Treaty Rights & Resources


Unlike fishing treaty rights, treaty hunting rights have not been adjudicated in federal court. Therefore, disputes between Tribes and the State of Washington are a common element in the natural resource arena. For example there are numerous disputes about what land was reserved by what tribe for hunting. We work with the State of Washington to manage shared wildlife resources but ongoing disputes remain. The Jamestown S’Klallam Tribe has determined its traditional hunting areas. The State of Washington believes its interpretation of the land ceded by the Tribe to the U.S. government is the extent of the tribe’s hunting area. Therefore some hunting areas opened by the Tribe to its citizens are not open according to the state.



Henry “Hank” Sullivan son of Mary Chubby and Michael Sullivan, Dungeness, WA, ca. 1919



Tribal citizen and Designated Hunter Lori Delorm with a deer she is preparing to cut and wrap for Tribal Elders (2009).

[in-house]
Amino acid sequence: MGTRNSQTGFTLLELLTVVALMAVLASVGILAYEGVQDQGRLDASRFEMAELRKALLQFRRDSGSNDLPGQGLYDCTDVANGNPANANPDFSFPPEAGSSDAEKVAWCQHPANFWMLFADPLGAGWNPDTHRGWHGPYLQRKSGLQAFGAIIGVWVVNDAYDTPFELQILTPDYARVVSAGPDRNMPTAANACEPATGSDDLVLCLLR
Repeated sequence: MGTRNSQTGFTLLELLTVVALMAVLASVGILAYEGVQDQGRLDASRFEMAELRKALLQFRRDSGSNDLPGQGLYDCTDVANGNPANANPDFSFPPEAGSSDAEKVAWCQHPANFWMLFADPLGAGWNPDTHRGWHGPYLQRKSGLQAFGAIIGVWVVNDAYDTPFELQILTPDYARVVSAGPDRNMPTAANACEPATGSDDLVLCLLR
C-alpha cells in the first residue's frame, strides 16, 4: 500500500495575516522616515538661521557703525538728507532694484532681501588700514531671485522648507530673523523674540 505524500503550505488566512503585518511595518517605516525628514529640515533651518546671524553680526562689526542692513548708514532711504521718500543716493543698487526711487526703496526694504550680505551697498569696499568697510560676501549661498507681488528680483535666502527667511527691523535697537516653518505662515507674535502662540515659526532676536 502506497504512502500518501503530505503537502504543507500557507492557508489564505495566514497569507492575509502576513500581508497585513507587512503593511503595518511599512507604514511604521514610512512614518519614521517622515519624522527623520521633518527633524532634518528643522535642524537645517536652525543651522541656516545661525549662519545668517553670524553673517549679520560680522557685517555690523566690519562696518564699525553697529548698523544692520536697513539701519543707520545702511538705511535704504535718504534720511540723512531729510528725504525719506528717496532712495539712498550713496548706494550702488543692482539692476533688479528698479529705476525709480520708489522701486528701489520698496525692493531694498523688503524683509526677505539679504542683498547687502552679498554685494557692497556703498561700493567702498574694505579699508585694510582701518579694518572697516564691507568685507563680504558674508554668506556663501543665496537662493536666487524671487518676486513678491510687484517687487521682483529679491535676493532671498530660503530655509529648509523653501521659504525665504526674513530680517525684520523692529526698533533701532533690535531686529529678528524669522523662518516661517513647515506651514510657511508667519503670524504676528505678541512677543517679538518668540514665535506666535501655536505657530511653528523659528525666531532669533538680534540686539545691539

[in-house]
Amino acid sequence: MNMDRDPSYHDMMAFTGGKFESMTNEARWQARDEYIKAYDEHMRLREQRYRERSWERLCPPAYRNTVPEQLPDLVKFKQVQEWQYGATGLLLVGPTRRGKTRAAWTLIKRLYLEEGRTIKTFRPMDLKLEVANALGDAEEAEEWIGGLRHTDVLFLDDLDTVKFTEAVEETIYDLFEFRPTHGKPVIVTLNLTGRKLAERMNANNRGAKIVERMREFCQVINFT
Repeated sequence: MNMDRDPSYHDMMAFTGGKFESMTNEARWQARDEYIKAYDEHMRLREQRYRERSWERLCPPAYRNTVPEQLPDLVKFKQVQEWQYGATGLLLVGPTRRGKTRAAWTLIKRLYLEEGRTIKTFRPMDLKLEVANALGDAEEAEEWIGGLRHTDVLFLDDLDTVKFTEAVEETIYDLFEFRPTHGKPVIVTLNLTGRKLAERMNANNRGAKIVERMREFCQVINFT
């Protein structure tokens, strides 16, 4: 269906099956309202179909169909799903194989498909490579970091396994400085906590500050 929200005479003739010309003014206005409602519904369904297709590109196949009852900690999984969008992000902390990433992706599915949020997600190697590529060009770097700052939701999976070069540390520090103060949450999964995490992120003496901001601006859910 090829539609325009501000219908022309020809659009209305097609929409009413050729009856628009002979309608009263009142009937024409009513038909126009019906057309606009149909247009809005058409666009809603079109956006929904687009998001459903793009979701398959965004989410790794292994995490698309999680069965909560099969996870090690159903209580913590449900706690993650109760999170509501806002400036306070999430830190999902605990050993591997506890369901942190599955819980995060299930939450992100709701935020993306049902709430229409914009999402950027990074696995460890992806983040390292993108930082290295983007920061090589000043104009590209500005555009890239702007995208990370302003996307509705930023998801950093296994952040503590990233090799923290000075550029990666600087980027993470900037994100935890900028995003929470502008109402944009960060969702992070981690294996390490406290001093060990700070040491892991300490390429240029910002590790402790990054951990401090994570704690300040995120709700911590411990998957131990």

Before the arrival of guns, the traditional methods of hunting ducks and geese were with spears or nets.

S’Klallam Duck Hunting is a lesson plan recommended for grades 4-8.



Early etching done of traditional nets for hunting waterfowl. Photograph courtesy of University of Washington Native American digital collection.



The Tribe’s Designated Hunter is licensed by the Tribe and under the jurisdiction of Tribal Law Enforcement. Traditionally, the Tribe’s hunter would feed not only his own family but also the whole village.

The Tribe continues that tradition by providing game for the Tribe’s Social and Community Services Elders’ Program.
















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